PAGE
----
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What it means to die with hope for the resurrection

In a grandmother’s death and dying, a reminder that death is not the end.
Our Faith

Grandma knows.

She sits still at the end of her cream leather couch, legs wrapped in a Green Bay Packers blanket, eyes tuned to the television screen. A plethora of pills and pastries cover the snack table at her feet. The smell of spring flowers lingers across the living room. Each bouquet, along with accompanying cards and photos, reminds Grandma of the litany of loved ones who have visited in recent weeks. One of my favorite mementos is the St. Patrick’s Day balloon still floating in the corner more than a month after the feast. It is a fitting symbol of my Irish grandma’s own resilience.

In mid-February the color in Grandma’s face looked off. Doctors soon discovered cancer coursing through her body. All signs pointed to a fast death—maybe days, or a few weeks if we were lucky. Family members quickly secured airline tickets and packed up cars. It was time to say our final goodbyes.

Yet here we sit on a Sunday morning, exactly two months out from her diagnosis. Her petite frame thins by the day, but remarkably she is in no pain. As soon as the big wooden clock strikes 9, Grandma lifts her right hand to her forehead and starts to pray:

In the name of the Father, and of the Son,
and of the Holy Spirit. Amen.

I sit beside her as the televised Mass begins. We chuckle when the local sportscaster gets up to proclaim the first reading. I tear up as the cantor sings “The Lord Is My Shepherd.” It is the psalm we have planned for her funeral. As the clock ticks on, the familiar ritual continues: homily, creed, intercessions. Grandma barely moves. Her whole being fixates on the liturgy taking place on the screen. I almost wonder if she can smell the incense.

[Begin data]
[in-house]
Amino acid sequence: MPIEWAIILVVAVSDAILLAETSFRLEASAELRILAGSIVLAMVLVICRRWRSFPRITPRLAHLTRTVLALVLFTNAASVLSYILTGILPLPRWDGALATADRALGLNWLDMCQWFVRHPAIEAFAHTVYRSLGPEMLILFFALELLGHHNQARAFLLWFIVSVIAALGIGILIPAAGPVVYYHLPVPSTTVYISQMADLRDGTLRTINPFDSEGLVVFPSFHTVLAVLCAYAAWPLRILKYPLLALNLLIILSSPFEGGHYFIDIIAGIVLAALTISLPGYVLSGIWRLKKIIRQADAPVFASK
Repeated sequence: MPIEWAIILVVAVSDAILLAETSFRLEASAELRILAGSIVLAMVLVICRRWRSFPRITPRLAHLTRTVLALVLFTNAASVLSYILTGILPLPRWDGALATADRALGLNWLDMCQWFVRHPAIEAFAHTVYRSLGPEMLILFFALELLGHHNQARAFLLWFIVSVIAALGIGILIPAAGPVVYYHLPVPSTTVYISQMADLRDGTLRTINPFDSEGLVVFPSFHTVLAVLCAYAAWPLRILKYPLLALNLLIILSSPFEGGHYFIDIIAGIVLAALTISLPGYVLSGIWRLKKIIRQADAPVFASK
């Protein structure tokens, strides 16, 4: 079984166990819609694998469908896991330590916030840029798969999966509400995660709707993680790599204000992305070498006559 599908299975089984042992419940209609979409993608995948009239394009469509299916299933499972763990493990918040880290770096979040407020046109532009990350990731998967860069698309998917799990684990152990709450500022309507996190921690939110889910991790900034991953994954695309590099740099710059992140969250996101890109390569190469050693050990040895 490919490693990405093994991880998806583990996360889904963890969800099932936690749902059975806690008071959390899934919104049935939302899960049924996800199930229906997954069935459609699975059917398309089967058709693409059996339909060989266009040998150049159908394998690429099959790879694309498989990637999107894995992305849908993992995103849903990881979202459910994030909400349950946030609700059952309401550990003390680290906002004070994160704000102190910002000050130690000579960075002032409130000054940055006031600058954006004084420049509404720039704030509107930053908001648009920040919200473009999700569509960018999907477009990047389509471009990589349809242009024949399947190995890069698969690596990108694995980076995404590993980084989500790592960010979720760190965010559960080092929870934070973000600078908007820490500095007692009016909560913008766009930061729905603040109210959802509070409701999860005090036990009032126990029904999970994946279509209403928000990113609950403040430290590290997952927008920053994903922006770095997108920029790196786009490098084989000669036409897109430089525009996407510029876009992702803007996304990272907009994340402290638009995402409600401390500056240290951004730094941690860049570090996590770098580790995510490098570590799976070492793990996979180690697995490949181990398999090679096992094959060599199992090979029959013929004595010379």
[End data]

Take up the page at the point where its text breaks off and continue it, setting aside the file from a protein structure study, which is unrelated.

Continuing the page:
Minutes later, during the eucharistic prayer, the priest calls to mind those who have died:

Remember also our brothers and sisters
who have fallen asleep in the hope of
the resurrection,
and all who have died in your mercy:
welcome them into the light of your face.

I sneak a glance at Grandma. How does this prayer land with someone so close to death? I watch as she bows her head ever so slightly and closes her eyes. Grandma is letting the words wash over her like rain on a sweltering day. She radiates deep peace and possibility. Her whole being seems to proclaim: “I believe. I have hope. I am ready for your welcome.”

I will remember this moment for a long time.

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Grandma knows her time on Earth is almost up. She knows something else too: Grandma knows that soon she will join the chorus of ancestors who have fallen asleep in the hope of the resurrection. For nearly a century, this faithful woman has professed belief in a God who conquers death. She knows the stories in her bones: how Jesus loved this world to the end; how he suffered, died, and then rose to life everlasting; how he longs to bring others into the joys of heaven. Grandma has been nourished by the bread of life and the cup of salvation tens of thousands of times. She believes in their saving power.

So when I ask her how she’s doing at the end of Mass, as I say my final goodbye, I am moved but not surprised by her answer.

“I’m fine,” Grandma remarks with her trademark assurance. “I’m just fine.”


This article also appears in the November 2021 issue of U.S. Catholic (Vol. 86, No. 11, page 7). Click here to subscribe to the magazine.

Image: Pixabay/subin cho

About the author

Jessie Bazan

Jessie Bazan helps Christians explore their life callings in her work with the Collegeville Institute for Ecumenical and Cultural Research. She is editor and coauthor of Dear Joan Chittister: Conversations with Women in the Church (Twenty-Third Publications).

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